Thus far, this enormous injection of new reserves into the banking system hasn't caused the CPI to explode, but that is because (a) the banks are mostly sitting on the new reserves because they are all terrified, and (b) the public's demand for cash balances has risen sharply. But using very back-of-the-envelope calculations, there is now enough slack in the system so that if banks calmed down and lent out the maximum amount of reserves, the public's total money stock could increase by a factor of 10. There is no way that the public will simply add that new money to its checking accounts or home safes without increasing their spending. Eventually, prices quoted in U.S. dollars will start shooting upward.
All of the financial analysts are aware of this threat, but they foolishly reassure us, "Bernanke will unwind the Fed's holdings once the economy improves." But this commits the same mistake as the Keynesians during the 1970s: What happens when the CPI begins rising several percentage points per month, and unemployment is still in the double digits? What would Bernanke do at that point? Expecting the Fed chief to relinquish his new role of buying hundreds of billions in assets at whim, in the midst of a severe recession, would be akin to hoping that a dictator would end his declaration of "emergency" martial law in the middle of a civil war.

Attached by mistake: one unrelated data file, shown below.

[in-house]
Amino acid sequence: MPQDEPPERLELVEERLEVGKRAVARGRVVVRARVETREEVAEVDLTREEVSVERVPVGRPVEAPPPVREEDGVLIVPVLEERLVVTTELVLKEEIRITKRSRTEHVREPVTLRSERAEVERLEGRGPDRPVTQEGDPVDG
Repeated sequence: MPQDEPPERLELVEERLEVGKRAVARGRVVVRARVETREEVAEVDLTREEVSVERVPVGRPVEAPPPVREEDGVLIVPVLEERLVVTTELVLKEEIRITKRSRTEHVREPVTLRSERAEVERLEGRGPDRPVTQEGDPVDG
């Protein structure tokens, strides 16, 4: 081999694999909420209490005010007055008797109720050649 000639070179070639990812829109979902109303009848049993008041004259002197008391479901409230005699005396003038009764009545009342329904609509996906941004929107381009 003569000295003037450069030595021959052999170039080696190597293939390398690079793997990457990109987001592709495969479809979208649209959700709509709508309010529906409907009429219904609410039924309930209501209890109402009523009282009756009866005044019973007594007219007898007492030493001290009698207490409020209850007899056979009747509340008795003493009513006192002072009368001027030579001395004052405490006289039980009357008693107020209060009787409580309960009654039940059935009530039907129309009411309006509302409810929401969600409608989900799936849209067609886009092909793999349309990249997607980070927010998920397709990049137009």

There are even many free market economists who are predicting that the Fed's massive money-pumping will "fix" the economy, at least for a while, but at the cost of high price inflation. Yet these analysts don't realize that they are buying into - what we all thought was - the discredited Phillips Curve. The 1970s proved that the Fed cannot fix structural problems with the economy by showering it with new money. Hyper-depression is simply stagflation squared.
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